MidiKeyboardState


#1

MidiKeyboardState has two methods of interest for this posting, processNextMidiEvent and processNextMidiBuffer.
Both of them will call the state listener accordingly but this is not always desired, especially if you use it inside
a application that is not block based.

Would it be possible to have a flag to not call the listener as we have with the slider control e.g.:

void processNextMidiEvent (const MidiMessage &message, bool sendUpdateMessage);

Thanks


#2

my answer is the same as for this thread…
http://rawmaterialsoftware.com/viewtopic.php?f=2&t=9885


#3

Fine, but these methods don’t have such a Boolean right now so they would probably slip through :slight_smile:

I am fine with enums as long as they find their way into these methods of the MidiKeyboardState class.

Thanks


#4

I just came back to this, but looking at the class, it doesn’t make any sense to me that you’d ever want to stop a listener receiving these events. If you did that, you could end up with stuck notes and all kinds of strange state problems. It’d also mean adding extra parameters to a whole bunch of methods, not just the one you mentioned… I think I’ll need some better arguments to convince me on this one!


#5

Got your point but let me explain the situation. The KeyboardState class works best inside a block based application as
you can call its methods regularly and simply insert keyboard events if you want to. If you don’t have your app block based
and you only want to update the MidiKeyboard component then you’d have to call processNextMidiEvent which calls the listener.
So far so good but the listener is usually a Midi output or something like this and then it acts like a hard wired Midi Thru!
That means your output would have to filter out the events that came in from the Midi input and only send the events generated
by the MidiKeyboardComponent. The only solution I could figure out is to have a thread regularly passing a MidiBuffer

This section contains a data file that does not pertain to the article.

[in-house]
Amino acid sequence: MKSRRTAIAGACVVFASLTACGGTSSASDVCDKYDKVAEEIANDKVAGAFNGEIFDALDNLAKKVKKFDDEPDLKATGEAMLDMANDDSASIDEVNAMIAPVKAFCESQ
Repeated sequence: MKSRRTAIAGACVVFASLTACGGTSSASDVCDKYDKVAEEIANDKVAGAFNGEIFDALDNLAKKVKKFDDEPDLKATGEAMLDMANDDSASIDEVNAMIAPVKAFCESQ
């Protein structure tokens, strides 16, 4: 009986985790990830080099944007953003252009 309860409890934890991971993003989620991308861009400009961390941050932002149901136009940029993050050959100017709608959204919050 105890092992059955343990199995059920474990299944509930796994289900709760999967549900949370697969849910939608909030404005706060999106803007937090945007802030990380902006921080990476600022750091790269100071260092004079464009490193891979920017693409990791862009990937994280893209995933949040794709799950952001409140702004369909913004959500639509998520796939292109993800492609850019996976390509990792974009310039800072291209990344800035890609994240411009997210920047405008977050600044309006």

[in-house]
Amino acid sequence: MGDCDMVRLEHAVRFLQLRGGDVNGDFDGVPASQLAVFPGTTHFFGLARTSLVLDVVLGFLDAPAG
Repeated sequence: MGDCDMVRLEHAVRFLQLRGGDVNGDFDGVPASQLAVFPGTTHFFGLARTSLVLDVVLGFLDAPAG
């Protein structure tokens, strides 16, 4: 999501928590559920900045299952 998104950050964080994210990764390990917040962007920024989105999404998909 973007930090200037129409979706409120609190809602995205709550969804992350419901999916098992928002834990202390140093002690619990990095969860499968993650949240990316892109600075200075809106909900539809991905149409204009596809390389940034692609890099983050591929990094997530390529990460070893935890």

containing the events to display and to insert the events from the MidiKeyboardComponent. What a waste…

So what is actually missing is a way to only update the MidiKeyboardComponent.


#6

Sorry, maybe I’m being a bit slow, but I really can’t see what you’re trying to do…


#7

Just want the MidiKeyboardComponent to display a NoteOn/Off message (Key goes yellow) that came in
from a physical Midi input or whatever. The KeyboardState class as it is today ALWAYS calls its listener on such an event
and the listener is usually a Midi output -> We have a Midi Thru!!!


#8

Bump


#9

Sorry, don’t have the brain capacity to give this any thought at the moment.


#10

Let’s get back to this. I was trying to get my head around this but couldn’t figure out how to use the MidiKeyboardState
inside a NON-block based application because I always face the “Midi Thru” problem. Why?
The KeyboardStateListener is used to generate Midi notes for a particular note that you may have clicked on the
MidiKeyboardComponent. That Midi note should be sent somewhere but mostly and unsurprisingly to a Midi output
device. So far so good. But if you receive a Midi note from an Midiinput, then you would normally pass it on to the
KeyboardState its processNextMidiMessage method to make the MidiKeyboardComponent acting on it (UI). Since
this will always notify the listener you will end up with the Midi Thru effect!

So from my point of view there is no better way than having a choice to notify the KeyboardStateListener or not
when you call processNextMidiMessage and of course processNextMidiBuffer.

Based on this I added a “sendNotification” argument to processNextMidiMessage and processNextMidiBuffer
and to the other internal class methods noteOnInternal and noteOffInternal.
Furthermore I added another callback to KeyboardStateListener, so called “stateChanged” that gets always
called (even if I don’t want to send a notification) and is used to force the KeyboardComponent to update.

In the hope I didn’t oversee something,

have a good one,
Joerg